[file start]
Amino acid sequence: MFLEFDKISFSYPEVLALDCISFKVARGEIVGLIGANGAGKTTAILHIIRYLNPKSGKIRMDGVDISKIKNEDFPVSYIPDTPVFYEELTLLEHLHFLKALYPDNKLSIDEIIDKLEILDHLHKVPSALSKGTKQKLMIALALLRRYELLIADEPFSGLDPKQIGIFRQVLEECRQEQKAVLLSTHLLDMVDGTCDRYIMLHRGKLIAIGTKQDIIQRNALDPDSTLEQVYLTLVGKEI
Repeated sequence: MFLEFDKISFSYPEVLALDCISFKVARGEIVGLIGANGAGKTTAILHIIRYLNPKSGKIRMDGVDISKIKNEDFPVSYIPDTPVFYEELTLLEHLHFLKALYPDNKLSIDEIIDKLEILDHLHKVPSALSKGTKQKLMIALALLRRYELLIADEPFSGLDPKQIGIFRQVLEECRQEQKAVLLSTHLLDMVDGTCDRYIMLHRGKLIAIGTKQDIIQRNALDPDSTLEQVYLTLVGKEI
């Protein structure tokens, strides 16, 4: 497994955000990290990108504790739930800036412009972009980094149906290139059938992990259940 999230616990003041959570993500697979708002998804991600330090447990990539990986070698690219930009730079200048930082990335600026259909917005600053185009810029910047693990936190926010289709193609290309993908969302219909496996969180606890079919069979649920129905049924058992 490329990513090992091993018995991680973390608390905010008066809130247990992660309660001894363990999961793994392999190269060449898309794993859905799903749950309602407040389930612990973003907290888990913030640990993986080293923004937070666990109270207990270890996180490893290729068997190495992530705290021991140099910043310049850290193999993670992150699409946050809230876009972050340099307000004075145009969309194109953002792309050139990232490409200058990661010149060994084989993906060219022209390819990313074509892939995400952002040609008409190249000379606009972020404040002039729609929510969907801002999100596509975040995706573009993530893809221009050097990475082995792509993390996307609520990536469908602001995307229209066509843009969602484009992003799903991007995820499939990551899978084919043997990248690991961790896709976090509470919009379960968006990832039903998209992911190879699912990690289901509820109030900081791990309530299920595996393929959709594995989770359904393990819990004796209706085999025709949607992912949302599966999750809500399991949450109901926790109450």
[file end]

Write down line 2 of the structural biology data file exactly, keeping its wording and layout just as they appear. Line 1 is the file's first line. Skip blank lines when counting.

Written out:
Repeated sequence: MFLEFDKISFSYPEVLALDCISFKVARGEIVGLIGANGAGKTTAILHIIRYLNPKSGKIRMDGVDISKIKNEDFPVSYIPDTPVFYEELTLLEHLHFLKALYPDNKLSIDEIIDKLEILDHLHKVPSALSKGTKQKLMIALALLRRYELLIADEPFSGLDPKQIGIFRQVLEECRQEQKAVLLSTHLLDMVDGTCDRYIMLHRGKLIAIGTKQDIIQRNALDPDSTLEQVYLTLVGKEI